When I got sober, it was like awakening from a deep sleep. Like, oh! Okay. I made that decision and now my life is this. That choice led me to point A and then to point B where I seriously screwed up, but how did I get here? It’s a super involved process of turning over every rock and analyzing the how and why of my current situation. Was I sober when I met Robbie? Was I sober when we married? What about when we decided to have kids – was I sober then?


This year, I spent January 9 in a hospital waiting room working really hard not to self-destruct. I made it through the day – my dad went home, and so did I – but then I had to rush him back to the Emergency Room two days later.

The E.R. is a terrible place, something I can say with certainty because we spent 16 hours there before he was finally admitted. I was awake for 36 hours straight. My dad was hooked up to morphine. At a few different points, he and I both thought he was going to die.

I’m very good in emergency situations. I fold into myself, feeling nothing until it’s safe to do so. It wasn’t until I’d pitched a fit while holding a barf bag full of my daddy’s vomit in the middle of a flu-infested E.R. with a crazy man sitting in the corner yelling about how he was going to kill us all and they finally found a room for us that I allowed myself to cry.

Recovery feels like that for me. It didn’t feel safe to feel until it was safe to feel.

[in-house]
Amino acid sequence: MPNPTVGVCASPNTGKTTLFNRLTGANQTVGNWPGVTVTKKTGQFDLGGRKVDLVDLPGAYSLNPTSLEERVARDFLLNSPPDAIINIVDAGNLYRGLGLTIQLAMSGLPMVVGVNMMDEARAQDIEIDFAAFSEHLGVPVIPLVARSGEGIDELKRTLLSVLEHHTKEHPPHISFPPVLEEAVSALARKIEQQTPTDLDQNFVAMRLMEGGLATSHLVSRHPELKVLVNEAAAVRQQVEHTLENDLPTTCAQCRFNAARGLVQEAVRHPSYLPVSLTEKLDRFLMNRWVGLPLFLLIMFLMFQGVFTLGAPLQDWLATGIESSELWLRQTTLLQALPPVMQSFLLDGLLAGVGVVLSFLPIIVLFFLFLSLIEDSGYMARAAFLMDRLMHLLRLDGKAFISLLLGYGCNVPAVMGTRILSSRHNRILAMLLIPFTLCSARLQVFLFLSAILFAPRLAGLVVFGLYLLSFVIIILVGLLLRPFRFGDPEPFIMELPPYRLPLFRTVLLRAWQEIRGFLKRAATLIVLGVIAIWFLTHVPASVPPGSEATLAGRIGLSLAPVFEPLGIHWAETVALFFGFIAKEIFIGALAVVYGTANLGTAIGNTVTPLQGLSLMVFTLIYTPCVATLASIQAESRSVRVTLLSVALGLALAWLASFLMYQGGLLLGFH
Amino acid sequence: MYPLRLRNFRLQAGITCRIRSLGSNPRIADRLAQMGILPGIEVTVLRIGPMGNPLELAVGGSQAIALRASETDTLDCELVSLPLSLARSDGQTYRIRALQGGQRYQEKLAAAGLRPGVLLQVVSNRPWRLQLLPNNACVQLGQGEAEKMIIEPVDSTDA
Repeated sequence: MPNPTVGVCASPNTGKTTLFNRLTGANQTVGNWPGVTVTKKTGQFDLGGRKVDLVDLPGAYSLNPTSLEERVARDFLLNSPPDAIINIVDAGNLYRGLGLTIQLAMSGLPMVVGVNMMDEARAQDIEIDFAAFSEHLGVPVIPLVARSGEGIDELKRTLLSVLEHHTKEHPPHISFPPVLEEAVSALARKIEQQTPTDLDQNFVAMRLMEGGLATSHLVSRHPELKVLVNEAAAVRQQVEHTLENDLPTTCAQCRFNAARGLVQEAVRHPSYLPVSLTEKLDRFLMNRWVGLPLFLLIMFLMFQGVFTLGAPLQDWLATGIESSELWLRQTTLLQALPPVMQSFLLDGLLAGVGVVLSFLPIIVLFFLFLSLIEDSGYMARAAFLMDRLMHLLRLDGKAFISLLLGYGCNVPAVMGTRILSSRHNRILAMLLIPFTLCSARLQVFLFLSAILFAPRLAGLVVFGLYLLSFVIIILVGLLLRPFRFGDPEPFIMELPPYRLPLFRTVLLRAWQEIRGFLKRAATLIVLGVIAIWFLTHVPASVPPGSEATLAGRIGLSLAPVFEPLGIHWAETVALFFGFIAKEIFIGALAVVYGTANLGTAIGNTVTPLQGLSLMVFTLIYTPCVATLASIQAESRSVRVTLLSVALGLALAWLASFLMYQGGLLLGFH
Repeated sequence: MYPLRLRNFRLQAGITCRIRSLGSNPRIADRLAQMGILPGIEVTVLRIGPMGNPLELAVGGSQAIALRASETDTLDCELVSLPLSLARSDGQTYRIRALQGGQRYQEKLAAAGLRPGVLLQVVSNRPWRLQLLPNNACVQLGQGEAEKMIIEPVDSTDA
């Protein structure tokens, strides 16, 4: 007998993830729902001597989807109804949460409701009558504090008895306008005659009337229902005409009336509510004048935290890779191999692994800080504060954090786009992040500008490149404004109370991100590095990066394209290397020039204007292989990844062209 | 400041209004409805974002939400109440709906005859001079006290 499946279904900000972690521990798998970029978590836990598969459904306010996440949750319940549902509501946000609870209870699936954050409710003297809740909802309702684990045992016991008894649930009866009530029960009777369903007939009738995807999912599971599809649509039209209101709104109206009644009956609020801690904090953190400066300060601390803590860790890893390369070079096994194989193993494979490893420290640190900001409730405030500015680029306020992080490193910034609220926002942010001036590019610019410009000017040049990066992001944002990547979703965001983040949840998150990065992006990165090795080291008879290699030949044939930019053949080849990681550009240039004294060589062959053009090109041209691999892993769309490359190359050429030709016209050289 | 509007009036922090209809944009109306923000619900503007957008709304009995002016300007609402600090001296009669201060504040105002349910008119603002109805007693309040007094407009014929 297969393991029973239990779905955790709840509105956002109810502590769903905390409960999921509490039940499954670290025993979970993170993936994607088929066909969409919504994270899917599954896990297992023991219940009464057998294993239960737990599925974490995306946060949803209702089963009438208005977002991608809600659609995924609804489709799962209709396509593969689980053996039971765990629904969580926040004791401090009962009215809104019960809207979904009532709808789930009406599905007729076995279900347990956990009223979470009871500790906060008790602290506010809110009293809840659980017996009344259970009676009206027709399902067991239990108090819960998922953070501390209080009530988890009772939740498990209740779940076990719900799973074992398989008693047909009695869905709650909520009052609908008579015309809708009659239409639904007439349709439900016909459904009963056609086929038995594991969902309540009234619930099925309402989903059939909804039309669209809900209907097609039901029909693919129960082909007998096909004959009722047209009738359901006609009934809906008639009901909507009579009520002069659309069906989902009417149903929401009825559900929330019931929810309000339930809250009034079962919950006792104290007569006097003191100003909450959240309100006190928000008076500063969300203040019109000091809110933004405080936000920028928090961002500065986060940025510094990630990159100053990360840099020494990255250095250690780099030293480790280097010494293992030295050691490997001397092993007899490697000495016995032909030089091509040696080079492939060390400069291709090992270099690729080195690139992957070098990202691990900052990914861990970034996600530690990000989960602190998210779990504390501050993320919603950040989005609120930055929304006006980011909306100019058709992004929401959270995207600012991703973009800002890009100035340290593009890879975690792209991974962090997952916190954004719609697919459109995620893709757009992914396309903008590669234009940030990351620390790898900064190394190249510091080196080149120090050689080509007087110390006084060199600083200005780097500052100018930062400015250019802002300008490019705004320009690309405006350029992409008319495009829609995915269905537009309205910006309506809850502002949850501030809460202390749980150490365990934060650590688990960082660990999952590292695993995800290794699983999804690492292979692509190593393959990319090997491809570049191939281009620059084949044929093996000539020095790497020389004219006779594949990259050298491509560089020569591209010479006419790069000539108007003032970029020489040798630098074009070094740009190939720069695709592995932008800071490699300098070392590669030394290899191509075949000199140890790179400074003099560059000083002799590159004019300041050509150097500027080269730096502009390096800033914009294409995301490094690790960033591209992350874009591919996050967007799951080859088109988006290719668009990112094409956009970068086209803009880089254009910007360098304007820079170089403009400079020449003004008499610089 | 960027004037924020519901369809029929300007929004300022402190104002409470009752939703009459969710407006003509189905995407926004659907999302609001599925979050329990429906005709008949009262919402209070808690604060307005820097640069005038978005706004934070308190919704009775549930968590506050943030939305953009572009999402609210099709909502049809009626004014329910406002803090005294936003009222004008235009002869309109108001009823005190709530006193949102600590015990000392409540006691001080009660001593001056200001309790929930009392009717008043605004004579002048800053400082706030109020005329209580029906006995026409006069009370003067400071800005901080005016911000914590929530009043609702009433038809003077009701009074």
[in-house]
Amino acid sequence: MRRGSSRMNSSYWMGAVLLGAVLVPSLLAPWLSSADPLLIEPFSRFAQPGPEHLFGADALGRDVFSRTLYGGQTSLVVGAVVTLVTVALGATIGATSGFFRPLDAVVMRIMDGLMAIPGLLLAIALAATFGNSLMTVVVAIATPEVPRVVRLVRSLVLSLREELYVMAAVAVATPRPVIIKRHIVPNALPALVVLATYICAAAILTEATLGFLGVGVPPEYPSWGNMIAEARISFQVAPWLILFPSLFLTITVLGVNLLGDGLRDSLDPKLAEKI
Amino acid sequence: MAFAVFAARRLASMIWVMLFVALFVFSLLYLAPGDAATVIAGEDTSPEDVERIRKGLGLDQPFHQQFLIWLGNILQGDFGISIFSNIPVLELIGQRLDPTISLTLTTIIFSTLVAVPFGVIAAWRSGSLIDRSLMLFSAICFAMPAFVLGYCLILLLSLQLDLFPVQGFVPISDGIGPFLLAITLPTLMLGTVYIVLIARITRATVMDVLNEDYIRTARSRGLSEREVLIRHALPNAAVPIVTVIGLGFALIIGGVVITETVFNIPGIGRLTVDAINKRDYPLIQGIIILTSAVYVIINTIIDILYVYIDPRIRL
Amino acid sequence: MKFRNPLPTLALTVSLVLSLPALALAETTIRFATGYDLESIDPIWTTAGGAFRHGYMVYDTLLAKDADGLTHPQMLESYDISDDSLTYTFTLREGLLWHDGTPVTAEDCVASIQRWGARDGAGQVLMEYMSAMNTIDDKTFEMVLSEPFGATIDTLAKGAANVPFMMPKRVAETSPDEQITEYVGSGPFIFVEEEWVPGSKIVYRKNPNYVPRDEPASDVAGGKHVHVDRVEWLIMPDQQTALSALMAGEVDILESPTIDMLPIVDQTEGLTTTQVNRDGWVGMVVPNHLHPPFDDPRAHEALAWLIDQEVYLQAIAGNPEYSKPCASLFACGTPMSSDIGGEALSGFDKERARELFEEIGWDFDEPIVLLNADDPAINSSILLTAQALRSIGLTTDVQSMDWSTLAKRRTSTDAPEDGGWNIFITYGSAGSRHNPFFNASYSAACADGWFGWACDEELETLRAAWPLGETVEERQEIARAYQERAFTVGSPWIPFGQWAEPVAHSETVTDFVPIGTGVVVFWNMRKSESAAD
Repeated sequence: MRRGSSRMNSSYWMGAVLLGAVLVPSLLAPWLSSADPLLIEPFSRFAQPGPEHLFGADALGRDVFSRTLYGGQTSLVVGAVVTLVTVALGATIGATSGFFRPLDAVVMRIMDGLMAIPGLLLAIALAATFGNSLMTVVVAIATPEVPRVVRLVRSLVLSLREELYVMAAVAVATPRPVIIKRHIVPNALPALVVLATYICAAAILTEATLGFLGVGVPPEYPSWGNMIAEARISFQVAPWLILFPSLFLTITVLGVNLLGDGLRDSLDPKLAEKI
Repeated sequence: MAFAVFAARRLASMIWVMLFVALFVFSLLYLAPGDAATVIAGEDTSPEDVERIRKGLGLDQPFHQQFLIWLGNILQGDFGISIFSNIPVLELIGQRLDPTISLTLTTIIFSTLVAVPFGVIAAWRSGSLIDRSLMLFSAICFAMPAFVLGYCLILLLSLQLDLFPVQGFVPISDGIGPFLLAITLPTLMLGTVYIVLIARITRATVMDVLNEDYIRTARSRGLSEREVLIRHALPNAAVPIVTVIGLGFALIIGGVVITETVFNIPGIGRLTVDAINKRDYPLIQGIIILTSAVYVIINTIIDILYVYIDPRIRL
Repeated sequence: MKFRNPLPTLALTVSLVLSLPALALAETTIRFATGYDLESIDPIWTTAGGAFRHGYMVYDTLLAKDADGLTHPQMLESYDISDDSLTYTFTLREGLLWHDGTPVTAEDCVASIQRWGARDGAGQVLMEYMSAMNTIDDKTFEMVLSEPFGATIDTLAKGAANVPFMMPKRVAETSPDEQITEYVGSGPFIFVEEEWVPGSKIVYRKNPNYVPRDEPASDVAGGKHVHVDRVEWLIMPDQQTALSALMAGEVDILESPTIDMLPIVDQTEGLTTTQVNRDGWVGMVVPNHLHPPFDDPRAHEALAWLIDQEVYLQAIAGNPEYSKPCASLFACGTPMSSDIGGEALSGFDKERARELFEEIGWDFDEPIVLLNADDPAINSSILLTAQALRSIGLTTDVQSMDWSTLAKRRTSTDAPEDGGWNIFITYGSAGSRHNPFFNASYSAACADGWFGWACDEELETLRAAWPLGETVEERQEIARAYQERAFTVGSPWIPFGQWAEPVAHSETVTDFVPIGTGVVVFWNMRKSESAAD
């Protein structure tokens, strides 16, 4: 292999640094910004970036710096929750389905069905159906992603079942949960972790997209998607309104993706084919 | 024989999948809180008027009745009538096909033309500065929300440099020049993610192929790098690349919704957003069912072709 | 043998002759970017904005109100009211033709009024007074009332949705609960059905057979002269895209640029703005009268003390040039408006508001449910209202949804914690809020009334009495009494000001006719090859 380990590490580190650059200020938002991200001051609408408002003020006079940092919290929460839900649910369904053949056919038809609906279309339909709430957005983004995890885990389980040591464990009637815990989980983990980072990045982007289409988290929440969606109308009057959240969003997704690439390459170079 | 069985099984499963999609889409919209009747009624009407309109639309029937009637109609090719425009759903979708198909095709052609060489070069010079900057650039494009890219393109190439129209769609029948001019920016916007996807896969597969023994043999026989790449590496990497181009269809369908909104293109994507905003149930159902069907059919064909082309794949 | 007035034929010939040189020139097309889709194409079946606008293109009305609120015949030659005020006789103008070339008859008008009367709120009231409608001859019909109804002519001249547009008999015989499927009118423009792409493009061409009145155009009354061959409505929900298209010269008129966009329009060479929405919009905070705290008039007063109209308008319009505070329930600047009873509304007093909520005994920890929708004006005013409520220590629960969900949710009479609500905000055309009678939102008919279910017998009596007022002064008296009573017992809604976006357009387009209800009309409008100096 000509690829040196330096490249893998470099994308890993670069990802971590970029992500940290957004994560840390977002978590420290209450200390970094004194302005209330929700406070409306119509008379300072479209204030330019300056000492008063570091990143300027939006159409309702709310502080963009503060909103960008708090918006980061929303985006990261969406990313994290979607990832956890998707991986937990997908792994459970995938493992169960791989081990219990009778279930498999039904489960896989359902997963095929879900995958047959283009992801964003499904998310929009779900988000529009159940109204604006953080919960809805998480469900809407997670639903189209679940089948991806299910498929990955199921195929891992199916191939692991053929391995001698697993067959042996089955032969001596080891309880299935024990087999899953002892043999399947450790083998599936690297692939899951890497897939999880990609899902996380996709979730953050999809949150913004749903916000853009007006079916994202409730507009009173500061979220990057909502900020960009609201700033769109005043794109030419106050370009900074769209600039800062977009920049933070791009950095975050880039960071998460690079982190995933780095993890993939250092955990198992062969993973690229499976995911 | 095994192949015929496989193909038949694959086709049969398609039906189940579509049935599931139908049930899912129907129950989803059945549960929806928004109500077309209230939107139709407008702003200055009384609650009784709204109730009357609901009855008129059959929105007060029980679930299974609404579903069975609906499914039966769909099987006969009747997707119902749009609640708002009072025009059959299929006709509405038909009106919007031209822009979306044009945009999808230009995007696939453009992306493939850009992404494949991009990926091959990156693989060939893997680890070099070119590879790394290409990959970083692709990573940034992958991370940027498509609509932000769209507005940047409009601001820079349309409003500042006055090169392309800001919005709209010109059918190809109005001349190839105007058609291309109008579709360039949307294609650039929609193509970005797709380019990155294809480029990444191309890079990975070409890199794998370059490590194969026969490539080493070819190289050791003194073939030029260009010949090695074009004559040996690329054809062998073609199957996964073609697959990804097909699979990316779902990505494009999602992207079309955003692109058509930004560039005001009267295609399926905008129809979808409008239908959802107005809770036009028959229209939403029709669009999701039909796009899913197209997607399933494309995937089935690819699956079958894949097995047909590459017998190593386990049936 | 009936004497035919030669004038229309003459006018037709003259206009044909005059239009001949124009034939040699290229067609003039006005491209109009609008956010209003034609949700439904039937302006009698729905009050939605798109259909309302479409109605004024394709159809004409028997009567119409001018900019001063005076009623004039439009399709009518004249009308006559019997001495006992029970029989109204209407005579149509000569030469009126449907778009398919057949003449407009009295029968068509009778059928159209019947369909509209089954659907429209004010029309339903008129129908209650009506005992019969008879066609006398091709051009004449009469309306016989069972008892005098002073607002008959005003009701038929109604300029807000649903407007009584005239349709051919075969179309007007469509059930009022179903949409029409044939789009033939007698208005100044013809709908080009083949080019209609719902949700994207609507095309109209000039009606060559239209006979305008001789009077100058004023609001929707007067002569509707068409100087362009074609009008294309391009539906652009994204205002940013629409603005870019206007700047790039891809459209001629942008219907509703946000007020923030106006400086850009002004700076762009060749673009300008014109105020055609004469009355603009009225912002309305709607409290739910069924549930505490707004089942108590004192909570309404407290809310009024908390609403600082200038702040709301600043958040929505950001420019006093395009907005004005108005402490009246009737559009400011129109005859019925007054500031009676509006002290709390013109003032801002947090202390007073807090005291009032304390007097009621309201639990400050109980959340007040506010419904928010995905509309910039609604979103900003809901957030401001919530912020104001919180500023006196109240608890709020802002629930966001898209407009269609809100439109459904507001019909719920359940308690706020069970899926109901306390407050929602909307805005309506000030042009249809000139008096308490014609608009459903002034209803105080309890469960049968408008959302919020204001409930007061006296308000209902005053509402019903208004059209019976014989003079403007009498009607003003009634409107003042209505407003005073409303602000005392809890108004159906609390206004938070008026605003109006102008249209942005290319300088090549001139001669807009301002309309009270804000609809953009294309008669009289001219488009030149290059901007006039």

I don’t know how long I was at the hospital before my friend Kate flew in from Virginia. She was there to take care of the kids so I could be with my dad, but she admitted later on that she was mostly there to make sure I was able to take care of myself so I could take care of everyone else.

She came so I could remain sober.

My girlfriends sent food to my house and to my parents. Kate grocery shopped for my kids, bought them balloons, and assured them that their real mom would be home soon. My mother-in-law did all of the laundry, and then, Kate did it again.

“All you have to do is press the button on the coffee maker,” she told me before I fell into bed one night. “The coffee is ready to go.”


She taught my children ballet poses.

Kate mothered me. She cooked food and encouraged me to eat it. She sent me to my 12-step meetings. For almost a week, she reminded me that it was okay to need and accept help. Her presence made me remember to keep doing the things that keep me sober.

Robbie bought a desk for my office and had it assembled when I got home. He did everything he could think of to make my life easier while I was preoccupied with getting my dad better. And really, that’s the part that touches me the most – how everyone in my life just SHOWED UP. Maybe before now, I was so walled off that I wouldn’t allow people to truly help me or love me. Maybe now I can learn how to do a better job of that, even though the voice still whispers that I don’t deserve love because I’m not good enough.


My 50-minute therapy session is drawing to an end, and I kind of don’t ever want to leave but I also kind of want to make a run for it and never come back. Getting better is hard work, something my therapist acknowledges and encourages me to talk about. Owning my issues will help me get better, and I really am proud of my progress, even though right now I’m pretty much constantly in a state of discomfort, shame, or self-loathing.